Kadim Al Sahir
Kadim Al Sahir
He was born in Nainawa/Mosul, 1961, to a mother from Najaf and a father from Baghdad. He grew up and spent a large part of his life in Alhurrya city in Baghdad. Early life His interest in music grew as he listened to songs via the radio that offered him the chance to become familiar with the works of composers such as Mohammed Abdel Wahab by hearing them. When he was ten, , he began writing songs. He switched to the oud, a much more common instrument, and was accepted into the Baghdad Music Academy at the age of twenty-one.
Although keen to break through in the music business with his songs and voice, he found himself rebuffed by all the producers he approached, who would only let him sing their own material. Instead, he used the back door to gain entry to the industry. Professional career 1980–1985: Rise to fame One of his first videos was made in collaboration with one of his friends that happened to be a television director. The song in question was Ladghat El Hayya (The Snake Bite), which was broadcasted on Iraqi television in 1987, one year before the end of the Iraq-Iran war. The song was the source of a major controversy due to particular sensitivities that were common during that era.
Officials in the Iraqi television asked him to either change the lyrics or have it banned. His refusal to change the lyrics and it is consequent ban only helped to increase the popularity of the song. He began giving concerts all over the Persian Gulf and recording labels in Kuwait. A year later, he had a hit with Obart Al Shat (I crossed the river). Some of his professors at the Academy denounced it as sha'bi (pop) music, anathema to those who taught classical music.
But protesting was pointless. Al-Saher had managed to circumvent the system and had become a star on his own terms -- he even undertook his first U.S. tour in 1989. Having conquered pop, Al-Saher turned around and established himself in the Arabic classical world with La Ya Sadiki (No, My Friend), a magnum opus that lasted almost an hour and found him using maqams (scales) that hadn't been used in Iraqi music in several decades, revitalizing a tradition. The Gulf War and its immediate aftermath kept him pinned in Iraq, but in 1993 he transferred his base of operations to Lebanon, working with the poet Nizar Qabbani, who wrote lyrics to his music, before settling permanently in Cairo.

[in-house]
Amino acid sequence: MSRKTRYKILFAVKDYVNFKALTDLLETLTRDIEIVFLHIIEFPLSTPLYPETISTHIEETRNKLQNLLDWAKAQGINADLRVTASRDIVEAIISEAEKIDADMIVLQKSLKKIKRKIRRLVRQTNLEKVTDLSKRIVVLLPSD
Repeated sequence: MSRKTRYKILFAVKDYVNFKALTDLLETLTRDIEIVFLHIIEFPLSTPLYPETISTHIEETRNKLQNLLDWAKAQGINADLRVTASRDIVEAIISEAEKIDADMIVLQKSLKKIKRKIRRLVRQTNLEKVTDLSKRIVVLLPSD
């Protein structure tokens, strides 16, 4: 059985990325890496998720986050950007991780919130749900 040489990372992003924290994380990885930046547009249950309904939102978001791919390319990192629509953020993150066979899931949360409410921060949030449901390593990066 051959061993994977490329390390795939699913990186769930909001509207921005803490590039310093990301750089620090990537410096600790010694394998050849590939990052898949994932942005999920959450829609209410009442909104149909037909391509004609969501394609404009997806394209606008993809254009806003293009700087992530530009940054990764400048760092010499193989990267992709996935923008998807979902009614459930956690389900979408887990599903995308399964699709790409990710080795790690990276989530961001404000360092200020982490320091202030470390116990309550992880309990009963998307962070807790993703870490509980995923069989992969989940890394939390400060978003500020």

Al-Saher continued to release albums and tour, having become the biggest name in Middle Eastern music, one whose ballads grew bigger and more romantic, but who would also write classically influenced works, even when they might hurt his popularity. By 1998 he was lauded as an artist, not just a pop star. That prestige brought him wider fame and a growing international reputation that won him a UNICEF award for his song "Tathakkar," which he performed in the U.S. for Congress and the United Nations -- one of the first real post-Gulf War cultural exchanges. The following year, he recorded a tribute to the Pope with the Italian Symphony Orchestra. While still a fan of large orchestras, whose sweep helps define his music, he's remained open to technological innovation, even going so far as to allow a remix (by fusionists Transglobal Underground) of his song La Titnahad, taken from his 2000 release El Hob El Moustahil (The Impossible Love), the first of his albums to be given an official American release.
To coincide with it, he performed on the Mondo Melodia tour, which crossed the U.S. Kathem has released a song entitled "The War is over" (Entahat al harab) with Sarah Brightman. Kathem Al Saher released his new album entitled "Yawmyat Rajoul Mahzoom" on March, 2007. From http://en.wikipedia.org/wiki/Kathem_Al_Saher Read more on Last.fm. User-contributed text is available under the Creative Commons By-SA License; additional terms may apply..
show me more